COS 113-7 - Synthesizing the effects of plant invasions on diversity at different spatial scales

Thursday, August 11, 2011: 3:40 PM
10A, Austin Convention Center
Kristin I. Powell, The National Socio-Environmental Synthesis Center, Annapolis, MD, Jonathan M. Chase, Biodiversity Synthesis Laboratory, St Louis, MO and Tiffany M. Knight, Department of Biology, Washington University in St. Louis, Saint Louis, MO

While local-scale studies confirm the wide-spread view that invasive plants pose a large threat to diversity, broad-scale studies show that extinctions from invasive plants are rare. We synthesize this seemingly conflicting literature by conducting a meta-analysis and review on the effects of invasive plants on species richness across an extensive range of spatial scales. We create expectations for the influence of invasive plants on diversity by simulating how invasive species alter species’ occupancy, abundance, and extinction patterns.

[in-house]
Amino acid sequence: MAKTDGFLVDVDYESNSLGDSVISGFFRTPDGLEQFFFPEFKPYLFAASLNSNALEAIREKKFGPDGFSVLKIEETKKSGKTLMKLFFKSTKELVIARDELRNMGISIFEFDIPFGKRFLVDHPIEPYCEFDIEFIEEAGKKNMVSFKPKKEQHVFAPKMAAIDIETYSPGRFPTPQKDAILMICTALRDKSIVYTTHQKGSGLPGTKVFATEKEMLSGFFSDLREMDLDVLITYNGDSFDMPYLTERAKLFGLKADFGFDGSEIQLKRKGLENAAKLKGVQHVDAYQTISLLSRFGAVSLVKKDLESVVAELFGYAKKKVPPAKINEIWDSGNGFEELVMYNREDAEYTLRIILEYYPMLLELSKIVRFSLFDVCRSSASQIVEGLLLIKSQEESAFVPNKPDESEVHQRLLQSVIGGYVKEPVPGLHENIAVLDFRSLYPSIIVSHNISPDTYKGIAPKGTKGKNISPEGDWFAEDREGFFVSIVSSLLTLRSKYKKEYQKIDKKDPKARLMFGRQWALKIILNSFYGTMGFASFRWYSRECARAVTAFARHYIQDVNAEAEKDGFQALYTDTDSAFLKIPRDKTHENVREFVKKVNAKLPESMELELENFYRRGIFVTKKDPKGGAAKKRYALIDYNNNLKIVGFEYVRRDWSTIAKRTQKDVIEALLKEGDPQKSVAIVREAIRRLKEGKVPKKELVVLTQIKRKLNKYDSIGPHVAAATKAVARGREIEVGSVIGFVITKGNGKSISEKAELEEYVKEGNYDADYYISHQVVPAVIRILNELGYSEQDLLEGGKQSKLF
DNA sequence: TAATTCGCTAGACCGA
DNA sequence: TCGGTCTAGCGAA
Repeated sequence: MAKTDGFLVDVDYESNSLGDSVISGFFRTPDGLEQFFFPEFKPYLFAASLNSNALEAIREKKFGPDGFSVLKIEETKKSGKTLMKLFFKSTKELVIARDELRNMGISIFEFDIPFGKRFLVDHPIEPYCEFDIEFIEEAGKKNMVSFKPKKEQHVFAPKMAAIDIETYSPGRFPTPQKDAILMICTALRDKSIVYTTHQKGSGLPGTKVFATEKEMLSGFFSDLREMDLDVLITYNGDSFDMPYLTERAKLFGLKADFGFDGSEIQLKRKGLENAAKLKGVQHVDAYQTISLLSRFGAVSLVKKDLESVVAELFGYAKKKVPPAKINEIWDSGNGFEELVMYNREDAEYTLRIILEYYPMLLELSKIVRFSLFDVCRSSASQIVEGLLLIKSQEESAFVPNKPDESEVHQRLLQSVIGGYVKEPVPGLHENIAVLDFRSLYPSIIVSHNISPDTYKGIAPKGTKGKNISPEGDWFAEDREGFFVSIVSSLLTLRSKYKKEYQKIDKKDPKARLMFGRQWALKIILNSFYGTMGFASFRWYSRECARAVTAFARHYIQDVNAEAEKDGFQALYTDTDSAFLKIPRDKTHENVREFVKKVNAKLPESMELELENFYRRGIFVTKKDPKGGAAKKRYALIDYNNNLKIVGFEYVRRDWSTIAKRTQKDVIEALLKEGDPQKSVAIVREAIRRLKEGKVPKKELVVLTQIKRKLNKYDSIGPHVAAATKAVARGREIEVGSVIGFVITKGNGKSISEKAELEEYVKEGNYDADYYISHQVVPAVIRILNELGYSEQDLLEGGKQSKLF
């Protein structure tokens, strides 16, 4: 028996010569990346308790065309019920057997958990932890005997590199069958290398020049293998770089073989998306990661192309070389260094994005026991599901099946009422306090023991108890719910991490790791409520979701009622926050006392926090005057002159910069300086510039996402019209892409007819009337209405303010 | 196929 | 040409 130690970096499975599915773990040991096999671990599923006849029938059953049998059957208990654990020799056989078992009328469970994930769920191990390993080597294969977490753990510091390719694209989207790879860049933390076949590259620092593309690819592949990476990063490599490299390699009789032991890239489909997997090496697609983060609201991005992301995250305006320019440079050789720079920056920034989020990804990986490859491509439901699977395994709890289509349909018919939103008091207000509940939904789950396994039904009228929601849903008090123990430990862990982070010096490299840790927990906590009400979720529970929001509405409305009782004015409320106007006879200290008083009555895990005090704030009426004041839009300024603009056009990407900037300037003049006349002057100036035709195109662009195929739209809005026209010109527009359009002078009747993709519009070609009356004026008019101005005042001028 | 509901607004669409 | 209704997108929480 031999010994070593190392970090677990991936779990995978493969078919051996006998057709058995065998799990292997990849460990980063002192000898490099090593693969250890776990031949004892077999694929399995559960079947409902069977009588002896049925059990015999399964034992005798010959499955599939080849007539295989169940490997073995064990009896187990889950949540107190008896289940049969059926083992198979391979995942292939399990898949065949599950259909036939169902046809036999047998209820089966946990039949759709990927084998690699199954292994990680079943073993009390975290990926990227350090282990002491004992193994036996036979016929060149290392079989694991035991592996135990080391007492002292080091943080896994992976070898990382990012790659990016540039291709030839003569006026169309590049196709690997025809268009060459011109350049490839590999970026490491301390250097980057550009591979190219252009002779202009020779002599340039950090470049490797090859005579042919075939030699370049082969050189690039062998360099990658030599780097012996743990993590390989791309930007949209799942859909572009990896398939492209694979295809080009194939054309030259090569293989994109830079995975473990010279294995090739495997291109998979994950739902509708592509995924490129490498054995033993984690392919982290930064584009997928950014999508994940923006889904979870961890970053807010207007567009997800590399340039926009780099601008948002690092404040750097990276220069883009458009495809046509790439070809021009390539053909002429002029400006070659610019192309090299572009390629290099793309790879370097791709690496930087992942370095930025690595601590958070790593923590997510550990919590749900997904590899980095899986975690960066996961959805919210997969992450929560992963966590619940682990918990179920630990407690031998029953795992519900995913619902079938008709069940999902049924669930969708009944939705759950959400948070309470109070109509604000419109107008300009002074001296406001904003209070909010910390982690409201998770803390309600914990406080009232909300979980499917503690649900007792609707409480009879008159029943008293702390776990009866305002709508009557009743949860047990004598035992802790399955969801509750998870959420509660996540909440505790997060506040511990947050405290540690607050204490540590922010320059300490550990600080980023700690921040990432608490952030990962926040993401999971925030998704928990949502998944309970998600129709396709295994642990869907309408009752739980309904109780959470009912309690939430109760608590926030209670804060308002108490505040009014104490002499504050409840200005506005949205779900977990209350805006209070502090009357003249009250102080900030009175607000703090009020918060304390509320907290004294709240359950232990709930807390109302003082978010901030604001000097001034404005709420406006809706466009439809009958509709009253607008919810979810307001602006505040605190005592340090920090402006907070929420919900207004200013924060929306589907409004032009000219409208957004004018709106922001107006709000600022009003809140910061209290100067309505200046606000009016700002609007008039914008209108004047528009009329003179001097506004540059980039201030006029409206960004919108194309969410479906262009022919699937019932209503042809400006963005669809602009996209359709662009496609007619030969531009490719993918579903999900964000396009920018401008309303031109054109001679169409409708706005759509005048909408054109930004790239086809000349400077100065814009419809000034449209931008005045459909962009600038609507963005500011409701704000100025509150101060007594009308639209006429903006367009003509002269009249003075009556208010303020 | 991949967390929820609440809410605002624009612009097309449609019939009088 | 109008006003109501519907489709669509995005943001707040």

Our meta-analysis revealed a negative relationship between the effect size of invasive plants on species richness and spatial scale. This is in agreement with regional-scale studies that find that the presence of naturalized invaders has not resulted in the extinction of native species. Our simulation models suggest that this result can occur depending on the pre-invasion occupancy-abundance distributions and how invasive plants reduce the occupancy of common species relative to rare species. Our conceptual framework shows the current and future consequences of the effects of invasive plants on biodiversity.

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